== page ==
remarkably fine, and nothing is needed so much as proper food to complete its efficiency.
I inclose a rough draught of orders or regulations intended for promoting the efficiency of our department in the field, and request that you may give this your consideration. After mature reflection, I am convinced that many evils now existing will be corrected by its adoption. This paper has been submitted to General Lee,m and meets with his unqualified approval. Should you deem it unnecessary to incorporate it in the medical regulations, the general is still desirous of having its requirements adopted for the guidance of this army, and has instructed me to furnish him with the number and names of medical officers who are to constitute the members of the staff corps of the medical department of the Army of Northern Virginia. When this is accomplished, and additional number of about forty medical officers will be required, and I would respectfully request that the same number, if available, be ordered to report to me with as little delay as practicable.
I am, sir, very respectfully, your obedient servant,
Surgeon, and Medical Director Army of Northern Virginia.
HEADQUARTERS ARMY OF THE NORTHERN VIRGINIA, January 10, 18623.
Hon. JAMES A. SEDDON,
Secretary of War, Richmond, Va.:
SIR: I have the honor to represent to you the absolute necessity that exists, in my opinion, to increase our armies, if we desire to oppose effectual resistance to the vast numbers that the enemy is now precipitating upon us. It has occurred to me that the people are not fully aware of their danger, nor of the importance of making every exertion to put fresh troops in the field at once; and that if the facts were presented by those whose position best enables then to know the urgency of the case, they and the State authorities would be stimulated to make greater efforts. I trust, therefore, that it may not be deemed improper by the Department to communicate these facts to the Governors of the several States, that they may give efficient aid to the enrolling officers within their limits, and arouse the people to a since of the vital importance of the subject.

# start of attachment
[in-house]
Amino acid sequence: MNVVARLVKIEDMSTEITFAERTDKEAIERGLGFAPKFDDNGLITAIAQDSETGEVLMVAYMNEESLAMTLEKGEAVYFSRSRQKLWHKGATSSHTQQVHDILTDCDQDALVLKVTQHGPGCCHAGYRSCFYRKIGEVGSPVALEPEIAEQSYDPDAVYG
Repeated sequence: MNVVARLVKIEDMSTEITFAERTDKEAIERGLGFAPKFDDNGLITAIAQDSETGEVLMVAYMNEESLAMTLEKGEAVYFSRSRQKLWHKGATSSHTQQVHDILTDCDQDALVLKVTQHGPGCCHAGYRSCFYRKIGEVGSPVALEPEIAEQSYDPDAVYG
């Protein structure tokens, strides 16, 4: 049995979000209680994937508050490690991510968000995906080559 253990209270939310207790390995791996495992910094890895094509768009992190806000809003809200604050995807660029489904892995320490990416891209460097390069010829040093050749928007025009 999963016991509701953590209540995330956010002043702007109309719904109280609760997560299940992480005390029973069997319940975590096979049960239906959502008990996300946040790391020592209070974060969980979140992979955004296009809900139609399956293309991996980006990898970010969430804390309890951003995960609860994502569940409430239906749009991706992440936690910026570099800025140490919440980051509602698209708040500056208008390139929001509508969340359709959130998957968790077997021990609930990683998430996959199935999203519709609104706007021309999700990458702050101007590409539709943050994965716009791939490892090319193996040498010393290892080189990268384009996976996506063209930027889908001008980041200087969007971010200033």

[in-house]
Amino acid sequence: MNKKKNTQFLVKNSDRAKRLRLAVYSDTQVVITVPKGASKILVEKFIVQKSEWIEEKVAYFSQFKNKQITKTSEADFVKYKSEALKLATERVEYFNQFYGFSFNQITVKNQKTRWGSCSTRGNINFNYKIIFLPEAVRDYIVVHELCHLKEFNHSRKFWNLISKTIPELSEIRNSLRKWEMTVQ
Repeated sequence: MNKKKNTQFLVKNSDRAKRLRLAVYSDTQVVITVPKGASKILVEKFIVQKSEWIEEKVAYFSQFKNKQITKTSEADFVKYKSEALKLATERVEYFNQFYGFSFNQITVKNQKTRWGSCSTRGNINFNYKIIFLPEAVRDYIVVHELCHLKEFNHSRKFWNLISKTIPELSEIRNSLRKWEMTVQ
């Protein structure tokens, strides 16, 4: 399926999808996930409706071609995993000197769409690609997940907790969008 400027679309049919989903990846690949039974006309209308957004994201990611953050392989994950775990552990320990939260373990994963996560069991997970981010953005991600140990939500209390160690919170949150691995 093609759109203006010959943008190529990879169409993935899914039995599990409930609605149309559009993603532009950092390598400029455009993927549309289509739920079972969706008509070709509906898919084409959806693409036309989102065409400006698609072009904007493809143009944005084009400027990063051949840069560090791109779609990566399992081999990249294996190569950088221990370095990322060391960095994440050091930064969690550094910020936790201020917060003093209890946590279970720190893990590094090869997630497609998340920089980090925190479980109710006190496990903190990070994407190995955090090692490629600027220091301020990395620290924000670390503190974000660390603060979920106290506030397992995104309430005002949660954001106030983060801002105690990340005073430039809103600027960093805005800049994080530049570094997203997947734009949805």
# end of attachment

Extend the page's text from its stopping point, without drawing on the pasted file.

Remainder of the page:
The success with which our efforts have been crowned, under the blessing of God, should not betray our people into the dangerous delusion that the armies now in the field are sufficient to bring this war to a successful and speedy termination. While the spirit of our soldiers is unabated, their ranks have been greatly thinned by the casualties of battle and the diseases of the camp. Losses in battle are rendered much heavier by reason of our being compelled to encounter the enemy with inferior numbers; so that every man who remains out of service increases the dangers to which brave men, who have so well borne the burden of the war, are exposed.
The great increase of the enemy's forces will augment the disparity of numbers to such a degree that victory, if attained, can only be achieved by a terrible expenditure of the most precious blood of the country. This blood will be upon the heads of the thousands of able-bodied men who remain at home in safety and ease, while their noble fortitude the hardships and privations of the march and camp. Justice to